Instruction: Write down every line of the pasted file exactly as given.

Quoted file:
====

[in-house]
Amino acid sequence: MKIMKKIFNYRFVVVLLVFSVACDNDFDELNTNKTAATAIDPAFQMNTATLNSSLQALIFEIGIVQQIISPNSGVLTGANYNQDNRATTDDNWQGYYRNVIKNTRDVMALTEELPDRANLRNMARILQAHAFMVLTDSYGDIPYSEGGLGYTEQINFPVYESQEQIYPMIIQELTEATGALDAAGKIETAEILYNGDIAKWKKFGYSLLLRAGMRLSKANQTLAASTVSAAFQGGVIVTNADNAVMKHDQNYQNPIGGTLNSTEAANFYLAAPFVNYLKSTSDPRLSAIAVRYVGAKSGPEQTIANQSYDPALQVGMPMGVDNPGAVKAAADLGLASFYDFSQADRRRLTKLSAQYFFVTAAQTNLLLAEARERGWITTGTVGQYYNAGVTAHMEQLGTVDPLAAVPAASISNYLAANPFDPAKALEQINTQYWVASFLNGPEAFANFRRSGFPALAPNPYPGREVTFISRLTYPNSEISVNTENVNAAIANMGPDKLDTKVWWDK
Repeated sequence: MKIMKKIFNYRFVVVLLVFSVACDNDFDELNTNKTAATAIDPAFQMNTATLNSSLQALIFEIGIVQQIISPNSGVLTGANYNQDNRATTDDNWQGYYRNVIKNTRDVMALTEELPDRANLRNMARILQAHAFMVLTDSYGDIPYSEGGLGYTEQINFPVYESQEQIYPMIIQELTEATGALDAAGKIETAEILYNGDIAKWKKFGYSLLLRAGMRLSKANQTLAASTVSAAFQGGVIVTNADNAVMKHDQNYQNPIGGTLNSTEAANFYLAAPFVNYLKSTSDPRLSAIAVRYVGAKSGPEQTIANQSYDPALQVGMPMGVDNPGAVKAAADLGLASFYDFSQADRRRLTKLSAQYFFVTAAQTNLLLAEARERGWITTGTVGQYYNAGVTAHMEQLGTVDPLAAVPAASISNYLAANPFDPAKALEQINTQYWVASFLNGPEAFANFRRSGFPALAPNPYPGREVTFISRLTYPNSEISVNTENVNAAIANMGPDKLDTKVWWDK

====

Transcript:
[in-house]
Amino acid sequence: MKIMKKIFNYRFVVVLLVFSVACDNDFDELNTNKTAATAIDPAFQMNTATLNSSLQALIFEIGIVQQIISPNSGVLTGANYNQDNRATTDDNWQGYYRNVIKNTRDVMALTEELPDRANLRNMARILQAHAFMVLTDSYGDIPYSEGGLGYTEQINFPVYESQEQIYPMIIQELTEATGALDAAGKIETAEILYNGDIAKWKKFGYSLLLRAGMRLSKANQTLAASTVSAAFQGGVIVTNADNAVMKHDQNYQNPIGGTLNSTEAANFYLAAPFVNYLKSTSDPRLSAIAVRYVGAKSGPEQTIANQSYDPALQVGMPMGVDNPGAVKAAADLGLASFYDFSQADRRRLTKLSAQYFFVTAAQTNLLLAEARERGWITTGTVGQYYNAGVTAHMEQLGTVDPLAAVPAASISNYLAANPFDPAKALEQINTQYWVASFLNGPEAFANFRRSGFPALAPNPYPGREVTFISRLTYPNSEISVNTENVNAAIANMGPDKLDTKVWWDK
Repeated sequence: MKIMKKIFNYRFVVVLLVFSVACDNDFDELNTNKTAATAIDPAFQMNTATLNSSLQALIFEIGIVQQIISPNSGVLTGANYNQDNRATTDDNWQGYYRNVIKNTRDVMALTEELPDRANLRNMARILQAHAFMVLTDSYGDIPYSEGGLGYTEQINFPVYESQEQIYPMIIQELTEATGALDAAGKIETAEILYNGDIAKWKKFGYSLLLRAGMRLSKANQTLAASTVSAAFQGGVIVTNADNAVMKHDQNYQNPIGGTLNSTEAANFYLAAPFVNYLKSTSDPRLSAIAVRYVGAKSGPEQTIANQSYDPALQVGMPMGVDNPGAVKAAADLGLASFYDFSQADRRRLTKLSAQYFFVTAAQTNLLLAEARERGWITTGTVGQYYNAGVTAHMEQLGTVDPLAAVPAASISNYLAANPFDPAKALEQINTQYWVASFLNGPEAFANFRRSGFPALAPNPYPGREVTFISRLTYPNSEISVNTENVNAAIANMGPDKLDTKVWWDK